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nor since--to my knowledge--of any relationship between the use of Negroes in TV ads and sales stimulation. What the hell does integrated advertising have to do with motivation of sales? No one knows. And there is no evidence that there is any basic increase because of it". C. Influencing (Execution Development) To advertise most effectively to this market the key con- sideration is to determine the decisive versus the non- decisive motivations of this segment of the market. It generally is not as effective to aim at the Negro consumer as such, as it is to aim at his decisive motivations. The question, then, becomes what are his decisive moti- vations. Newly-acquired pride and self-confidence are changing his buying habits. Advertising must be structured to appeal to this pride, keeping in mind that this is a segment of the population which is only beginning to emerge out of economic doldrums. General media messages are aimed at the white masses who have "arrived" at a comfortable economic level. Negro masses, are only at a point in time when economic security is a possibility. They have only begun to feel the freedom of economic security. Quality rates as a cherished attribute. Negroes buy the best Scotch as long as the money lasts, marketers agree. most 9
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There are changing moods -in the Negro national community. In both fashion and outlook, there is no single Negro market and, as has been discussed, there are attitude differences between age and economic groups. One of the most significant changes evolves around the word "black". Blackness is more of a feeling than color description; and it is especially felt in major urban markets today and particularly among the younger Negro. The desire for blackness, or soul, as part of solving their iden- tity crisis is something that must be understood. A sense of identity is being accentuated because today, as never before, Negroes are taking pride in themselves. Another.motivatiQn is the emerging images of the dominant male and the romantically desirable female. As has been pointed out, Negro society has essentially been a matri- archial one with the woman of the house making most of the decisions. However, with more career opportunities available to the male than ever before, plus his increased education level, his role is changing and supplanting that of the dominating female; she is beginning to find her standards of Negro feminine beauty and has begun to strive to attain them. But perhaps one of the most important decisive motivations of the Negro'consumer is best reflected in the results of a regional study about beer among white, Negro, and 10
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CY Puerto Rican consumers. -Reaction to product benefits Differences occurred, however, when personal versus social motivations were considered. Negroes placed very little emphasis on the social interaction associated with drink- ing although Puerto Ricans placed much emphasis on it. On the other hand, Negroes placed great emphasis on the (lightness, body, color,'etc.) were about the same. personal satisfaction of drinking beer and Ruerto Ricans did not. Obviously, the point here is that personal satisfaction derived from a product is perhaps one decisive motivation of Negroes and any attempt to sell them had better take this into primary consideration. The strategy for advertising to Negroes through their media is to create "Negro upscale situations" and to make these consumers feel that the advertising is dir- ected to them. Negro principles should be used against the background of identifiable settings and situations in which they might find themselves. When considering settings, the "outdoors" (hunting, skiing, sailing) is not felt to be suitable, as these are still considered unfamiliar to the Negro in general, and•part of the luxu- ries afforded only whites. However, there are settings which could be universal to both white and black consumers (i.e., Pepsi's commercial showing an integrated football 11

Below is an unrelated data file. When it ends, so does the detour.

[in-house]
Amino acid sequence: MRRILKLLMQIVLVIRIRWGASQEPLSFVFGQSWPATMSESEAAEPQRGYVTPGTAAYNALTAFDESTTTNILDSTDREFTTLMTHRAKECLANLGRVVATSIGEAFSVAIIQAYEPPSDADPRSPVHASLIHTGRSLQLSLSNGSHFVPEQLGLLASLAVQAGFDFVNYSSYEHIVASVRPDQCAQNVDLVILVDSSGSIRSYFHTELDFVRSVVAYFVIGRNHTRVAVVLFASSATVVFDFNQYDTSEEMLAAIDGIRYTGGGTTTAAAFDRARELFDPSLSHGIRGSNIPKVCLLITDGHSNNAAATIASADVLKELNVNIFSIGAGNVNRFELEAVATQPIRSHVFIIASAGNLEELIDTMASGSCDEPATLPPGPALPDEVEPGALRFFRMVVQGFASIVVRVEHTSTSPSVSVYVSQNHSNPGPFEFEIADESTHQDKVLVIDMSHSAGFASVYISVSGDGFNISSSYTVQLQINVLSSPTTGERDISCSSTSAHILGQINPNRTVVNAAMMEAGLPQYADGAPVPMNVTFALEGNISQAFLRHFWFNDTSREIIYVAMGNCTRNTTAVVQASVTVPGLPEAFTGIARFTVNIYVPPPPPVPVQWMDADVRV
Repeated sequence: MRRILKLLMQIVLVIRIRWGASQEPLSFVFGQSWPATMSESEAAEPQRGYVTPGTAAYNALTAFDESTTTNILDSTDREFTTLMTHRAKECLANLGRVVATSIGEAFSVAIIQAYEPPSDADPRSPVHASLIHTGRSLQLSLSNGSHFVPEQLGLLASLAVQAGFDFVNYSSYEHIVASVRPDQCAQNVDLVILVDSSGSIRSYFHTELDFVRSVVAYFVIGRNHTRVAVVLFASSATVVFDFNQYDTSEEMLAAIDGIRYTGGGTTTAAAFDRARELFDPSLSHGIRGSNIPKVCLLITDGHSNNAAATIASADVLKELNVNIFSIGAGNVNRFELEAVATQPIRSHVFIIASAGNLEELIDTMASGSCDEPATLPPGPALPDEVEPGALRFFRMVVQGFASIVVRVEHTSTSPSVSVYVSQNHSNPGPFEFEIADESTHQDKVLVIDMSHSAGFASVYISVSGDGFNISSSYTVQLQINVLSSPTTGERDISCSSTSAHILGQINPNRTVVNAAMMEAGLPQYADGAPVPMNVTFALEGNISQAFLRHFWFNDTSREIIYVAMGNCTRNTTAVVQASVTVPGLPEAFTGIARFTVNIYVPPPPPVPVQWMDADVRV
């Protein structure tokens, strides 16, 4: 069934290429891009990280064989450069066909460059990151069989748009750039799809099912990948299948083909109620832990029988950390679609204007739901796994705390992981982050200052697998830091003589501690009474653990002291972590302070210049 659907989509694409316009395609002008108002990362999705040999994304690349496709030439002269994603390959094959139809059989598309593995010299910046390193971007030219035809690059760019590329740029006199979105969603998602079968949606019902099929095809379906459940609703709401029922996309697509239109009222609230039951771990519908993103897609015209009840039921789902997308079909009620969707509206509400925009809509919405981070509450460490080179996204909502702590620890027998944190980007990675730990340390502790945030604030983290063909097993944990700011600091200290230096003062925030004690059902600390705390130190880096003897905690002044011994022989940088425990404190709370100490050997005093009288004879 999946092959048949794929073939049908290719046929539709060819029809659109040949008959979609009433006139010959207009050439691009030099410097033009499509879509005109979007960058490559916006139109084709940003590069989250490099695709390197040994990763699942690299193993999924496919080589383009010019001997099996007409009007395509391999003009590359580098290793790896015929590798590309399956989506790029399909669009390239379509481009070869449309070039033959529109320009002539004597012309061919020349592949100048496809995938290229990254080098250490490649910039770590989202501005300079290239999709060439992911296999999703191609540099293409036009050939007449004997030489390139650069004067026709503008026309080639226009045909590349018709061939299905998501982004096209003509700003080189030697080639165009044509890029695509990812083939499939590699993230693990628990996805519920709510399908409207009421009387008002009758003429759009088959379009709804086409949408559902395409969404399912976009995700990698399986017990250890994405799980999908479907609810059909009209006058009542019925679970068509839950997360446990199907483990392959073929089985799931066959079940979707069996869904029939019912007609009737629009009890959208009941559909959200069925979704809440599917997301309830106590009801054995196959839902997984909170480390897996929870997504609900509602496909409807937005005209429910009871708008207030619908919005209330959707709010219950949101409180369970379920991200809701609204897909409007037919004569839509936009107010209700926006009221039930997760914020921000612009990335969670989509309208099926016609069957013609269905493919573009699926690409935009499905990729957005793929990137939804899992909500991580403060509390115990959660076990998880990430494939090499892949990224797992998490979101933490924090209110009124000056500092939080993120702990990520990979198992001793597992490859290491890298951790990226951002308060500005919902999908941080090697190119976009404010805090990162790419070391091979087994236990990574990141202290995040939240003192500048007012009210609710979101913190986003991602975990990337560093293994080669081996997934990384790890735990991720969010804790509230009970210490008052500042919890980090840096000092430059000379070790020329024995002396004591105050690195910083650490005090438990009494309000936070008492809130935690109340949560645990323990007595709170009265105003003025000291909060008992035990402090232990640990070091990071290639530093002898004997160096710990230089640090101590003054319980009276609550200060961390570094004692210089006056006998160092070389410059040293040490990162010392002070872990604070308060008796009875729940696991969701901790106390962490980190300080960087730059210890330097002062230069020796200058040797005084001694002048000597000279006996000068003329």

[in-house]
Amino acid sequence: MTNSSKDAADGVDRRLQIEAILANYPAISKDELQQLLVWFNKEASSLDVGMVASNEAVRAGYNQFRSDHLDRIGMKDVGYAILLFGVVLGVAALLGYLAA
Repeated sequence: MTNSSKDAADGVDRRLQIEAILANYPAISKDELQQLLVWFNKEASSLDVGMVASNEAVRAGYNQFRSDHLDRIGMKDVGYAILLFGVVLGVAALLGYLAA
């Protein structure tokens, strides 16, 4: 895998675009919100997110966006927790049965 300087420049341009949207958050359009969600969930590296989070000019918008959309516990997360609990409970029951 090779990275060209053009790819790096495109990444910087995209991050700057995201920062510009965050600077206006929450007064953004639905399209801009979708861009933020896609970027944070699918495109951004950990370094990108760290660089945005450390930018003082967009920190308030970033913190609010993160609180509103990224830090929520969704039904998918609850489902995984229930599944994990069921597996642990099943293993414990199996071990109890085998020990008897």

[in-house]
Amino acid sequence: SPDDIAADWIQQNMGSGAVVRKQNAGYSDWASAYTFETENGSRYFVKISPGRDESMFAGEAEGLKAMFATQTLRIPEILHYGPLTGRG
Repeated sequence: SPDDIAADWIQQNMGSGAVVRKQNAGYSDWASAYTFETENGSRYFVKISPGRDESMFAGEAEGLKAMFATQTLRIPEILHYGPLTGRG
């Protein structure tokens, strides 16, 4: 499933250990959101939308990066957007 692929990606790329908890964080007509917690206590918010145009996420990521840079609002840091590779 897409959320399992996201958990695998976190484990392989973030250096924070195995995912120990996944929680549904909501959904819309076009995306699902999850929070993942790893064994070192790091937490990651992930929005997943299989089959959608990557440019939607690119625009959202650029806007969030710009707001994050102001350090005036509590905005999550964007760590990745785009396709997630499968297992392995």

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team at work). Effectivpness depends upon the degree of Negro realism captured in the situations in which • the Negroes are principals. Negroes are primarily urban dwellers, and as such, settings and situations used should reflect this. Examples of urban situations that could be used are: •A scene outside a telephone booth on a busy street; •A night out at a cocktail lounge; •Driving an automobile in a traffic snarl; •Just missing a bus; and •Leaving a motion picture theater. There should be no hard and fast rules for hair styles and mode of dress. Rather, each execution should be viewed individually to aetermine which would be most appropriate; whether models should have "bush", "Afro", or "straight" hair styles (each of these.are distinctively different); and whether the models should wear the latest Negro fashion (currently a dashiki), the latest Mod fashions or some other style.. The deciding factor in fashion considera- tions should be "good taste". Copy strategy should not necessarily be different from that developed for general media. This is particularly true as long as the benefits of the product the copy alludes to have universal appeal (taste, satisfaction, flavor, etc.). A change in copy is not recommended to CO 12